Consider this: One of Queen Anne’s longest-running, most successful businesses has no website, e-mail or social-media presence.

If those facts imply old-school, they also reinforce a basic tenet for any successful business: The value of a focus on high quality, coupled with the personal touch.

A&J Meats & Seafood Inc. (2401 Queen Anne Ave. N.), owned by husband-and-wife team Rick and Julie Friar, carries on a tradition started by Rick’s dad, Jerry (the “J”) and his partner Al Ploe, (the “A”), when the pair founded the business during the Truman administration in 1951.

In those days, the parents, grandparents and great-grandparents of many of A&J’s current customers — long before the slow-food movement and “culinary intelligence” became hot topics — knew where their meat came from, just as they knew one cut from another. The local butcher was as much a part of a family’s universe as the milkman or doctor who made house calls.

The iconic small business
When A&J started out inside Quality Market (where Salon Joseph is now, at 600 W. McGraw St.), there were more than a half-dozen shops on the hill cutting meat to order. A&J’s business was so good, it moved to its current location in 1970. The original A&J sign hangs above the doorway on the south wall.

Rick and Julie, both early 1970s graduates of Queen Anne High School, took over the business in 1989. Julie, who had been a manager with First Interstate Bank, handled the books; at the time, she was not a grand hand in the kitchen.

Or, or she puts it: “I couldn’t cook.” She can now.

In fact, those handy cooking instruction sheets found at the meat counter owe their origins to Julie’s notes to herself in her early days on the job.

“We find people come in because they want to pick out their steak, or maybe they want two lamb chops,” she said. “People can buy a third of a pound of ground beef. You don’t have to buy family packs.”

A& J makes its own sausages; its smokehouse is in back.

It helps to have grown up in the business: “A good meat cutter has to know everything,” Rick said about what it takes. “You must know how to process meat, how to handle it, how to make sausage.”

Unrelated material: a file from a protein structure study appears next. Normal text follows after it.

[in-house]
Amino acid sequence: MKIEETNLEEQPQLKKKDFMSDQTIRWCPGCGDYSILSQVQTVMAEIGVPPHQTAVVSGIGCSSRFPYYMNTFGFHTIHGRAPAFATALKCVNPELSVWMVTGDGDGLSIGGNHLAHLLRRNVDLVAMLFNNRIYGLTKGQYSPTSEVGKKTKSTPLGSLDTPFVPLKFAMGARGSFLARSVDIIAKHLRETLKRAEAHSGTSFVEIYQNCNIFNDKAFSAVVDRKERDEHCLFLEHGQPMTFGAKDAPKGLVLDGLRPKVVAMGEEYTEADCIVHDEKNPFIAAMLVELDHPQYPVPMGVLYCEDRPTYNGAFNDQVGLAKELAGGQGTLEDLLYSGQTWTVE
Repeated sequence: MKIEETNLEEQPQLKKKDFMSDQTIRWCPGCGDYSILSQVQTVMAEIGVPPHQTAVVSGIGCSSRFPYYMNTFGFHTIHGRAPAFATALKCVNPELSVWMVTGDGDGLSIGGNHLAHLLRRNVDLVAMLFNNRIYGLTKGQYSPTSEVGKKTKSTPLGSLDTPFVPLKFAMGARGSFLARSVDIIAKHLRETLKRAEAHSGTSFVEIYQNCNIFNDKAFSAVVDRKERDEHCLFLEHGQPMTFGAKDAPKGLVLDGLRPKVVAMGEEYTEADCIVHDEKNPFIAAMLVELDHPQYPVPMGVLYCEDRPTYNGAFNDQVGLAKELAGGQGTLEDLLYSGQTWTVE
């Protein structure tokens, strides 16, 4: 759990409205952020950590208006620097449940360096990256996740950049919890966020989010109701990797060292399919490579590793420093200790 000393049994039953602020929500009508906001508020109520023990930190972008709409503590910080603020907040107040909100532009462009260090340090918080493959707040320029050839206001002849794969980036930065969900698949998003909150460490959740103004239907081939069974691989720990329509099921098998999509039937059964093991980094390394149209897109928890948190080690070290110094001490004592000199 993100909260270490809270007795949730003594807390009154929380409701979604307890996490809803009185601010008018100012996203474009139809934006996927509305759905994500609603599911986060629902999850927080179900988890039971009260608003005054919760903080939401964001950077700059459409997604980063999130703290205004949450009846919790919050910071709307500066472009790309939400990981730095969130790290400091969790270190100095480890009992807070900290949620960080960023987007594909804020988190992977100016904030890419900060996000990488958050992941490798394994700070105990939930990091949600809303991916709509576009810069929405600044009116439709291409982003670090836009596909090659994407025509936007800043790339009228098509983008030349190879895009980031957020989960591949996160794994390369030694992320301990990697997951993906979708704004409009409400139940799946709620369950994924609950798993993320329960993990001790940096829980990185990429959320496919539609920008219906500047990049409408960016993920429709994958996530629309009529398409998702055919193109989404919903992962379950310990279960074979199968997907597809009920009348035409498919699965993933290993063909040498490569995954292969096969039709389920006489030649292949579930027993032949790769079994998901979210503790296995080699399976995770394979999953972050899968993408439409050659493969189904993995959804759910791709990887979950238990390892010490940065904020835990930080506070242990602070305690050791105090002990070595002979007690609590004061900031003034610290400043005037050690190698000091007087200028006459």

Rick is the master meat cutter, maintaining longstanding relationships with regional farms. A&J’s connection with its two main beef suppliers reaches back to the 1950s.
“The suppliers know what to send us,” Rick said. “We don’t have to fight for quality.”

Wild Salmon Seafood Market occupies part of A&J’s counter space; McCarthy & Schiering wine merchants are located on the west side of the building — three iconic neighborhood businesses clustered under the one roof.

Diversity at its best
A&J’s prepared meals to-go have always been an important of the business mix, well before TV dinners hit the market: meatloaves, chicken pot pies, meatballs, the perennially popular Maui Ribs, Chicken Cordon Bleu and Bavarian Rouladen among them. A&J’s rib roasts sell out before Christmas.

Julie said about 30 percent of the business comes from outside Queen Anne; the market even draws people from Bainbridge Island who make the trek to stock up.

If the Friars plan no digital drive to expand market share, on-line review sites like Yelp do a lot of the talking for them, with customer reviews most businesses would die for.
After all these years, it’s still fun, Julie said.

“I like the interactions with our employees and our customers,” she noted. “They’re truly amazing. People like to go where people know their name.”

Culinary intelligence, like a stubborn gene, persists through the generations, despite the big-box stores that bank on convenience over quality.

“We’re very, very lucky,” Julie said. “And we’re sustained by our customers. We don’t take it for granted.”

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